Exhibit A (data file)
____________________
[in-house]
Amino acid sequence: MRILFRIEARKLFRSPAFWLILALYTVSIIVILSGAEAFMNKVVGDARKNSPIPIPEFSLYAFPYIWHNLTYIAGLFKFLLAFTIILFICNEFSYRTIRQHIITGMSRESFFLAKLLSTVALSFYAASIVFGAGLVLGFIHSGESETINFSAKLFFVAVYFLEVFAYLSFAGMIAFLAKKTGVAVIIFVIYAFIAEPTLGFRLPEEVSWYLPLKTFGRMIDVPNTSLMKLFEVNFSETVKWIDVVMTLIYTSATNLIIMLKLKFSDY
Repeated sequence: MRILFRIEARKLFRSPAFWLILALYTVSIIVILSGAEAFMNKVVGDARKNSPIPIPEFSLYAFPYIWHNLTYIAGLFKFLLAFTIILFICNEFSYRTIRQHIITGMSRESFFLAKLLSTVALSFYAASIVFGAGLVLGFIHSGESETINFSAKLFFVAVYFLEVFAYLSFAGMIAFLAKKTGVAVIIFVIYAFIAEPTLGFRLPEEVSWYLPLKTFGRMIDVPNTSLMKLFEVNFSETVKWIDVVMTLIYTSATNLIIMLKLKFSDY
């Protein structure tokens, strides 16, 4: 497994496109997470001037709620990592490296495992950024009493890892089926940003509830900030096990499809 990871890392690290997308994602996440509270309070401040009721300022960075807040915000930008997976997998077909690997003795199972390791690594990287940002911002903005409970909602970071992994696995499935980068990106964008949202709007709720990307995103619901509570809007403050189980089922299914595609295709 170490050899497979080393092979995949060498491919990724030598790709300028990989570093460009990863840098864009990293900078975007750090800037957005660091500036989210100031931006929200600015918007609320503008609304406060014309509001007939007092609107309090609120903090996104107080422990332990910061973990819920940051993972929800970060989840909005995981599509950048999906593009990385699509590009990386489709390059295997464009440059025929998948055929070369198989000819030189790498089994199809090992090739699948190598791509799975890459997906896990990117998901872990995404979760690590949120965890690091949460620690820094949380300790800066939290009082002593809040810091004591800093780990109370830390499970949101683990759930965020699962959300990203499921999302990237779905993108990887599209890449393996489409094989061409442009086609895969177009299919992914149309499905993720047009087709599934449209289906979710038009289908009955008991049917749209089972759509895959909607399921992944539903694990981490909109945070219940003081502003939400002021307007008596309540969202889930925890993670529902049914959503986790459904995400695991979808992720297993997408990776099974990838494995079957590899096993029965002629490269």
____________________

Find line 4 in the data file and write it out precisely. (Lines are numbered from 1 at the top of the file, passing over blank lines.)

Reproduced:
């Protein structure tokens, strides 16, 4: 497994496109997470001037709620990592490296495992950024009493890892089926940003509830900030096990499809 990871890392690290997308994602996440509270309070401040009721300022960075807040915000930008997976997998077909690997003795199972390791690594990287940002911002903005409970909602970071992994696995499935980068990106964008949202709007709720990307995103619901509570809007403050189980089922299914595609295709 170490050899497979080393092979995949060498491919990724030598790709300028990989570093460009990863840098864009990293900078975007750090800037957005660091500036989210100031931006929200600015918007609320503008609304406060014309509001007939007092609107309090609120903090996104107080422990332990910061973990819920940051993972929800970060989840909005995981599509950048999906593009990385699509590009990386489709390059295997464009440059025929998948055929070369198989000819030189790498089994199809090992090739699948190598791509799975890459997906896990990117998901872990995404979760690590949120965890690091949460620690820094949380300790800066939290009082002593809040810091004591800093780990109370830390499970949101683990759930965020699962959300990203499921999302990237779905993108990887599209890449393996489409094989061409442009086609895969177009299919992914149309499905993720047009087709599934449209289906979710038009289908009955008991049917749209089972759509895959909607399921992944539903694990981490909109945070219940003081502003939400002021307007008596309540969202889930925890993670529902049914959503986790459904995400695991979808992720297993997408990776099974990838494995079957590899096993029965002629490269």